Texas SMARTTrack initiative aims to make roadways safer, introduce autonomous cars

Sowmya Sridhar, General News Reporter

UT, the Texas Department of Transportation and other partners are collaborating on Texas SMARTTrack, a new initiative to improve road safety and integrate autonomous vehicles.

Amit Bhasin, director of the Center for Transportation Research, said SMART is an acronym for Safety, Mobility, Autonomy, Research and Testing. Bhasin said the team expects to begin a phase-wide implementation of new road technologies over the next two to three years.

“The wrong-way-driver detection system right now may alert a first responder that there is a wrong-way-driver,” Bhasin said. “With a phone or something using a GPS, we want you to be alerted as well that there is a wrong-way-driver that may be headed your way.”

The team also hopes to reduce congestion from traffic jams with improved mobility and develop new and improved sensors and communication protocols in regards to research, Bhasin said.

SMARTTrack is composed of three tiers of testing that will test the new technology in different environments, Bhasin said. Tier one involves a closed loop on the J.J. Pickle Research Campus that allows testing with crash test dummies in a protected environment. Tier two, also on the Pickle Research Campus but not a closed loop, aims to test technology that does not pose any risk to the general public, Bhasin said. Finally, tier three will be conducted on public roads, like the State Highway 130 corridor.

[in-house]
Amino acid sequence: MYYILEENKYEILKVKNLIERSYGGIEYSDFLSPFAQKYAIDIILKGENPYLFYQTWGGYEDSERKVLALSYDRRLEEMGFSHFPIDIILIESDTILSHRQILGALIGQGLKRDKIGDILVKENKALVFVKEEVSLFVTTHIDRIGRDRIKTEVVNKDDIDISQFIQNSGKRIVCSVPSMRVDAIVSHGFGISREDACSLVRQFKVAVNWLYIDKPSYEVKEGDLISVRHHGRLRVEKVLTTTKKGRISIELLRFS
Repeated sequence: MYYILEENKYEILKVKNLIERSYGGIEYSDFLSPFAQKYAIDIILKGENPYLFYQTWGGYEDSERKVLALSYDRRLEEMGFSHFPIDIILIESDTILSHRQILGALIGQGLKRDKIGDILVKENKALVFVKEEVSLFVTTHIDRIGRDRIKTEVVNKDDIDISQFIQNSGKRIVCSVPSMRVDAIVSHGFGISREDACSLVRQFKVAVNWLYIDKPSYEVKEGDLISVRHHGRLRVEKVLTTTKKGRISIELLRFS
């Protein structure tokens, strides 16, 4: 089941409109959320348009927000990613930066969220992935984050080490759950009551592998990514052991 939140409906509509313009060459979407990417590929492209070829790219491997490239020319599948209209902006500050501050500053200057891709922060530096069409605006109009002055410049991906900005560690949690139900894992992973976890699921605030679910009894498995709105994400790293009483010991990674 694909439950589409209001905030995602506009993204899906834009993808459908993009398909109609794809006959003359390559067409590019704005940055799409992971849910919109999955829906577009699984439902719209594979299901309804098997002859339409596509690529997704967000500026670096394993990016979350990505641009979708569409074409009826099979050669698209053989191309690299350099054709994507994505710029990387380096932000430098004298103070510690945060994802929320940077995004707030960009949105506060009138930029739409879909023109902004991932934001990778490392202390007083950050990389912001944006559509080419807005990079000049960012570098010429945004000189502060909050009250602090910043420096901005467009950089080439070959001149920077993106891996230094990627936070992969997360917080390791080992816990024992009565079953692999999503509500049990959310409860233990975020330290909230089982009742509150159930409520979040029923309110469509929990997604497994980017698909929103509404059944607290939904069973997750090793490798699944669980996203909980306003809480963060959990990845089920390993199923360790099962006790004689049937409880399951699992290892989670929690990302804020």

Mike Arellano, Austin deputy district engineer for TxDOT  said while most test tracks are designed around one car or manufacturer, the team wanted to be flexible when designing the test tracks on the Pickle Research Campus in order to adapt the track to both urban and less dense environments.

Arellano said the team is developing a data feed using open source data and data collected through cameras and LiDAR, a type of sensor that specializes in light detection and ranging. He said he hopes the feed will make driving safer and more efficient.

“An automated car today can detect sensors about 250 feet around them,” Arellano said. “With our data feed, we can give them a digital map of 25 miles ahead.”

Bhasin said the team’s biggest goal is to make the roads safer for everyone and to help incorporate autonomous vehicles into streets.